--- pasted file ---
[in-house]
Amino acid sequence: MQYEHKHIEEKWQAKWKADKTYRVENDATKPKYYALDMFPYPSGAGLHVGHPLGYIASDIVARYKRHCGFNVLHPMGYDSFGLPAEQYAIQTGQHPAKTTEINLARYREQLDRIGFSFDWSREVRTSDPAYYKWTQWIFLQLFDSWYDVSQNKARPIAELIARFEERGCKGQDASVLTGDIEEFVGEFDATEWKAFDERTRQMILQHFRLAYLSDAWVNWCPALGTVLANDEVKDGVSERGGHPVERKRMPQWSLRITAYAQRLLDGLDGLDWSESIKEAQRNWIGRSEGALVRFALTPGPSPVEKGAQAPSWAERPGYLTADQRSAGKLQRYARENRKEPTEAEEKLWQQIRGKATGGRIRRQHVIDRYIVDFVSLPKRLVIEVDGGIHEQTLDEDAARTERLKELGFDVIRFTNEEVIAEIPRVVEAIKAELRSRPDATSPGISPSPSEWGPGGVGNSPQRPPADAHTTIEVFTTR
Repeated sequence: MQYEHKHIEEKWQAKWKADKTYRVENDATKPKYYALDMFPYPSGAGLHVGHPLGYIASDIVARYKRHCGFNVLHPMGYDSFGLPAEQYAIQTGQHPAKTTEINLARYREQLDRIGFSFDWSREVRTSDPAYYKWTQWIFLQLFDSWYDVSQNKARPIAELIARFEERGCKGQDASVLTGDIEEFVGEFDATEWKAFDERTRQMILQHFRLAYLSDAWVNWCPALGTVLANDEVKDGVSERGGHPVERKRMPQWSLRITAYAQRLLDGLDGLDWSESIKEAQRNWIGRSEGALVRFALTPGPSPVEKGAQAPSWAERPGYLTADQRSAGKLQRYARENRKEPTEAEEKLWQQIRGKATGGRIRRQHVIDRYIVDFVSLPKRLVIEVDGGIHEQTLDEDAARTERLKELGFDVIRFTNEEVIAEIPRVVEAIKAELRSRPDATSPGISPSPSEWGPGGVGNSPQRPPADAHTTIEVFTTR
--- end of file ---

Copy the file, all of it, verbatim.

[in-house]
Amino acid sequence: MQYEHKHIEEKWQAKWKADKTYRVENDATKPKYYALDMFPYPSGAGLHVGHPLGYIASDIVARYKRHCGFNVLHPMGYDSFGLPAEQYAIQTGQHPAKTTEINLARYREQLDRIGFSFDWSREVRTSDPAYYKWTQWIFLQLFDSWYDVSQNKARPIAELIARFEERGCKGQDASVLTGDIEEFVGEFDATEWKAFDERTRQMILQHFRLAYLSDAWVNWCPALGTVLANDEVKDGVSERGGHPVERKRMPQWSLRITAYAQRLLDGLDGLDWSESIKEAQRNWIGRSEGALVRFALTPGPSPVEKGAQAPSWAERPGYLTADQRSAGKLQRYARENRKEPTEAEEKLWQQIRGKATGGRIRRQHVIDRYIVDFVSLPKRLVIEVDGGIHEQTLDEDAARTERLKELGFDVIRFTNEEVIAEIPRVVEAIKAELRSRPDATSPGISPSPSEWGPGGVGNSPQRPPADAHTTIEVFTTR
Repeated sequence: MQYEHKHIEEKWQAKWKADKTYRVENDATKPKYYALDMFPYPSGAGLHVGHPLGYIASDIVARYKRHCGFNVLHPMGYDSFGLPAEQYAIQTGQHPAKTTEINLARYREQLDRIGFSFDWSREVRTSDPAYYKWTQWIFLQLFDSWYDVSQNKARPIAELIARFEERGCKGQDASVLTGDIEEFVGEFDATEWKAFDERTRQMILQHFRLAYLSDAWVNWCPALGTVLANDEVKDGVSERGGHPVERKRMPQWSLRITAYAQRLLDGLDGLDWSESIKEAQRNWIGRSEGALVRFALTPGPSPVEKGAQAPSWAERPGYLTADQRSAGKLQRYARENRKEPTEAEEKLWQQIRGKATGGRIRRQHVIDRYIVDFVSLPKRLVIEVDGGIHEQTLDEDAARTERLKELGFDVIRFTNEEVIAEIPRVVEAIKAELRSRPDATSPGISPSPSEWGPGGVGNSPQRPPADAHTTIEVFTTR